If you want to know how the calculator works, the basics are as follows. In short, if the obligor has no additional children, the support amount is calculated using a simple formula based on the number of children. Specifically, the amount is 20% of his net resources for 1 child, 25% for 2 children, 30% for 3 children, 35% for 4 children, and 40% for 5+ children.

If the obligor has other children with a different parent, either living with him or with the other parent, a different formula applies. Without getting into too much detail, you can use this chart to see how much the support obligation would be.

It should also be noted that there is a cap of $9200 for net resources. If the obligor makes more than $9200 a month in net resources, the support obligation is calculated at $9200, unless you can show the child’s needs require more.

Also, if the child is receiving Social Security or disability benefits based on the obligor’s disability or old age, then that amount can be subtracted from the child support amount to be paid by the obligor.

Deviating from Guideline Child Support

As explained above, the court will calculate guideline child support based on the obligor’s net resources and the number of children. Does the court have to follow the guidelines? No — that is why they are called guidelines and not rules. While courts usually follow the guidelines, they are allowed to deviate, either up or down, and often do. They are allowed to consider the following factors when deviating from guideline child support:

  • the age and needs of the child
  • the child’s educational expenses
  • the child’s health care expenses
  • extraordinary expenses of the child or the parties
  • other resources available to support the child
  • other children of either party
  • each party’s possession schedule (visitation)
  • travel costs for visitation
  • child care expenses
  • the net resources of the obligee (the person receiving child support)
  • employer-provided housing, vehicles or other benefits
  • paycheck deductions
  • cash flow from property or businesses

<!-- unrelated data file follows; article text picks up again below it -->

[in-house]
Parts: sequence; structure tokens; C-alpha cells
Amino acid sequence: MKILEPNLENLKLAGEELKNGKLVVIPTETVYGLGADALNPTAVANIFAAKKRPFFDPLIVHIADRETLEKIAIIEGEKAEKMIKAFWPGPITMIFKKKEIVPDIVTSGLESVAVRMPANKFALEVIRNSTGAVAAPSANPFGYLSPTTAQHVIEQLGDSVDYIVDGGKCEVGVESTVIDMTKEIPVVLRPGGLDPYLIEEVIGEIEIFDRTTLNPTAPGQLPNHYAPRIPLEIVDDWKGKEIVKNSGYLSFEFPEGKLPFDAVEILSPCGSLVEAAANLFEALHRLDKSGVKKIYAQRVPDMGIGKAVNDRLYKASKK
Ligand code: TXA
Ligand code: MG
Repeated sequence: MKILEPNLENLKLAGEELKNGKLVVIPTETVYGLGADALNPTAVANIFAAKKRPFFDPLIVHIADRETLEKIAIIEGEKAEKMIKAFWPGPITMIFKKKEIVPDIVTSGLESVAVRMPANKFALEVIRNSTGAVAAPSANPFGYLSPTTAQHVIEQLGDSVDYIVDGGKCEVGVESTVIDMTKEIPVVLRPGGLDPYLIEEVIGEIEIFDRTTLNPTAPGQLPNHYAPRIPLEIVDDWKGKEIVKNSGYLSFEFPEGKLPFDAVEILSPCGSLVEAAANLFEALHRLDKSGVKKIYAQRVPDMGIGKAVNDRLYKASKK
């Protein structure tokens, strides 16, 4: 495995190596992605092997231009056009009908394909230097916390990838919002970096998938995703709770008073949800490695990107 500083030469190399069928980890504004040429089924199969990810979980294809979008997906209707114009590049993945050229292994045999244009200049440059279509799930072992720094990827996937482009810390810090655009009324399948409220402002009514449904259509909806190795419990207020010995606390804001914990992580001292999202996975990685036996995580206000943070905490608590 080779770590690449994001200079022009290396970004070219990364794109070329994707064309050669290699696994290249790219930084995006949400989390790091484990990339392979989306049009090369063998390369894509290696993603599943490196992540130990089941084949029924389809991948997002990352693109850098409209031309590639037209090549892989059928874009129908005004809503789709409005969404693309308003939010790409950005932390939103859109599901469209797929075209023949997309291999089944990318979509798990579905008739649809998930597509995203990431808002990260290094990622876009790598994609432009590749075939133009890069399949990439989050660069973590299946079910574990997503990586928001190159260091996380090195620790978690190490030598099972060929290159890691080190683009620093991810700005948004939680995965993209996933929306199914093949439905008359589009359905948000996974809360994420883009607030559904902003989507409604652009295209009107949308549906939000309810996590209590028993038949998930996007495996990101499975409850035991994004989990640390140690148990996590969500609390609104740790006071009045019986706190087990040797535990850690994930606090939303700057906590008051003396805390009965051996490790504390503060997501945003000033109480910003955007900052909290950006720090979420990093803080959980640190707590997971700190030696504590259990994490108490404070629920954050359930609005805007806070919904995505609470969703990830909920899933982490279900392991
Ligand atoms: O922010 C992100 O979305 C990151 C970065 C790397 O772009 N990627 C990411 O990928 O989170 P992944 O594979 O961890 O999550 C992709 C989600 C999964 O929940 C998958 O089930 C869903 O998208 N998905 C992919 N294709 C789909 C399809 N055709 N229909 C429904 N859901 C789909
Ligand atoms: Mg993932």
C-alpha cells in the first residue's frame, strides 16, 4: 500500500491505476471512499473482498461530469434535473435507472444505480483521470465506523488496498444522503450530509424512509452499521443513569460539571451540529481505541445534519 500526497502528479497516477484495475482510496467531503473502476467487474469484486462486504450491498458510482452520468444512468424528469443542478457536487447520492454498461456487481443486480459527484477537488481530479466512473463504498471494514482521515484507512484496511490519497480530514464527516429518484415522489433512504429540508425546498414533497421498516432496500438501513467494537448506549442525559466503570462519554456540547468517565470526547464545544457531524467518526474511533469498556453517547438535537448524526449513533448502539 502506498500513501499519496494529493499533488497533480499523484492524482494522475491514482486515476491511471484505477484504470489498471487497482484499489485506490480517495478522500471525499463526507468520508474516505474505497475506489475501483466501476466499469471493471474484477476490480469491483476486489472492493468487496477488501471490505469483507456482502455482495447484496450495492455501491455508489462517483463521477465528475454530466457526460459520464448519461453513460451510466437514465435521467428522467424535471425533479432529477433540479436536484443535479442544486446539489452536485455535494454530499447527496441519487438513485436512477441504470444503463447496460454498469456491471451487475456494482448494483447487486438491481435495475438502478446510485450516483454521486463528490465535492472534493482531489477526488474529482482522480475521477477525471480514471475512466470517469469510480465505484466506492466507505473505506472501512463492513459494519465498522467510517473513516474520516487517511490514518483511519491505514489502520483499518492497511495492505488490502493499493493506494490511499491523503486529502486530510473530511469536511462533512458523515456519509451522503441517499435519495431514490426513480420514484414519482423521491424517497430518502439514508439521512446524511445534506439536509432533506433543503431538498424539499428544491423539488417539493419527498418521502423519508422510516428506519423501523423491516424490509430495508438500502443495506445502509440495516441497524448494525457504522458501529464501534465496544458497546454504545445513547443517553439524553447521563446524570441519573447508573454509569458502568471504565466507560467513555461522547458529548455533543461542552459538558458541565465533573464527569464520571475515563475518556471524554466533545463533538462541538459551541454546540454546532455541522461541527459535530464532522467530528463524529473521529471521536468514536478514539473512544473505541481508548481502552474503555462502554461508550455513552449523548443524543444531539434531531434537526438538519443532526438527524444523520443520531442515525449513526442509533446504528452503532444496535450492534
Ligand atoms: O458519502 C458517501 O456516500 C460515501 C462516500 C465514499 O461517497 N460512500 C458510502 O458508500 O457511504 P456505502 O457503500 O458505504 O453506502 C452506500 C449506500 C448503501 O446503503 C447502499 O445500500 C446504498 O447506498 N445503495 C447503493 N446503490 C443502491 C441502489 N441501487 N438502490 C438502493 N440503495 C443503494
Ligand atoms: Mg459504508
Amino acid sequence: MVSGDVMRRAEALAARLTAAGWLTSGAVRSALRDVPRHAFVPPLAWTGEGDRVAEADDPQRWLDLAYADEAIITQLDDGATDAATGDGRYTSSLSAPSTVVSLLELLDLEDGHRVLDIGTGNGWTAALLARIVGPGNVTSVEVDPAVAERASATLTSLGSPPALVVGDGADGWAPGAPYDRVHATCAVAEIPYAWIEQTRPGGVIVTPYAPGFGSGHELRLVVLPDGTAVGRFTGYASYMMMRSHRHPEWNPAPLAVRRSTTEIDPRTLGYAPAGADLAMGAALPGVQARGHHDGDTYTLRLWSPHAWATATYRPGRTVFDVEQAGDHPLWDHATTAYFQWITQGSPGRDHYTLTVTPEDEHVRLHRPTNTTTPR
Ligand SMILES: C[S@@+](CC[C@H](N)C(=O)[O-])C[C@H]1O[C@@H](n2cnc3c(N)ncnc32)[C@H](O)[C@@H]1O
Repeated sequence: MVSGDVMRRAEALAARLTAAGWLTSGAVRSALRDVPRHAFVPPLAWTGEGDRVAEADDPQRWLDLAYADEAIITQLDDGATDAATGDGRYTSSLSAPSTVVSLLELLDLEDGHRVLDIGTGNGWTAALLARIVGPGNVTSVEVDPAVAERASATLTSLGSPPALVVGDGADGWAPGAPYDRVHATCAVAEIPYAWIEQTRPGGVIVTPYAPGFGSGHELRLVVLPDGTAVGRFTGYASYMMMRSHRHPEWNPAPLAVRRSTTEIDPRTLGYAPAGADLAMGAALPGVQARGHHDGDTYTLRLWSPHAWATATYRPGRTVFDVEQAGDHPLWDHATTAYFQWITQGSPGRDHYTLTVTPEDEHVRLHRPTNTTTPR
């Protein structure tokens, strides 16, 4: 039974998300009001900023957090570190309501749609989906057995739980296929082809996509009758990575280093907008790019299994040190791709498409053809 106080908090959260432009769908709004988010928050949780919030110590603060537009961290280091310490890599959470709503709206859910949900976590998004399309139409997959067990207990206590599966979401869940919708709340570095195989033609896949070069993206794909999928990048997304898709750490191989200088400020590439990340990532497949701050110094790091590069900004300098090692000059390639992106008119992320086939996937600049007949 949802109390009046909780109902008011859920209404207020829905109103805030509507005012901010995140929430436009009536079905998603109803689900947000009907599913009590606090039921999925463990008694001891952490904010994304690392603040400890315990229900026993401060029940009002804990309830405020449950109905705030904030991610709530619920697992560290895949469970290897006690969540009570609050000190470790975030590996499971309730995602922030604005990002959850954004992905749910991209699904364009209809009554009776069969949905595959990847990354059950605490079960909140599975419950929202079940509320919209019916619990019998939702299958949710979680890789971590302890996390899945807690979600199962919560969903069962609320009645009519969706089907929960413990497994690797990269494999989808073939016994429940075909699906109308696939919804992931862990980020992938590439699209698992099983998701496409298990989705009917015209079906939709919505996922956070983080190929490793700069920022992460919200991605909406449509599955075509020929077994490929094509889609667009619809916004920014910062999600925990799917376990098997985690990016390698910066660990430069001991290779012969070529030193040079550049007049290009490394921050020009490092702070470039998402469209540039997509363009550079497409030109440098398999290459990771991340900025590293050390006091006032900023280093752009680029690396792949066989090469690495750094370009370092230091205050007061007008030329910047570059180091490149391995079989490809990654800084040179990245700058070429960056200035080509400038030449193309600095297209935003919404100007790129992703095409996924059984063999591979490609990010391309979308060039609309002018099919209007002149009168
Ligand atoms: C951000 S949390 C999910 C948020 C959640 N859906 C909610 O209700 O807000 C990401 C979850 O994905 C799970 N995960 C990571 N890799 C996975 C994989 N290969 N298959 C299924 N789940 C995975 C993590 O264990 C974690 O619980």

• debts
  • any other reason related to the child’s best interests

As can be seen, there are any number of reasons a court can look at to deviate from the guidelines and award a child support amount that is greater than or less than the guidelines.

How Does Child Support Work in Texas?

Now that the amount of child support has been determined, you might wonder how it is paid. Typically, an employer withholding order will be sent to the obligor’s place of work, and the child support amount will be deducted from the paycheck. The Attorney General’s office also has a useful website that allows people to make payments online, for which a record will be made, and to get records of previous payments.

How long does child support last? Normally, the child support obligation stops when the child turns 18 or finishes high school, whichever is later. In other words, even if a child turns 18 during his senior year of high school, the child support continues until graduation. If a child is disabled and unable to work, child support can last indefinitely into adulthood.

In some cases, you can also ask for retroactive child support going back to the date of separation, but usually not more than 4 years.

An obligor is also often required to pay for health insurance and other medical expenses. This issues is addressed here.

Contact our San Antonio Child Support Lawyer Today

If you feel you are entitled to child support, or if you are being asked to pay child support, you want an experienced family law attorney to make sure your child support amount is set correctly, and at an amount that is right for you and for your children. There are many factors that go into determining child support, so it is important to have a full and thorough understanding of the law. The attorneys at Salmon Haas Law in San Antonio have worked on many child support cases, and are here to assist you.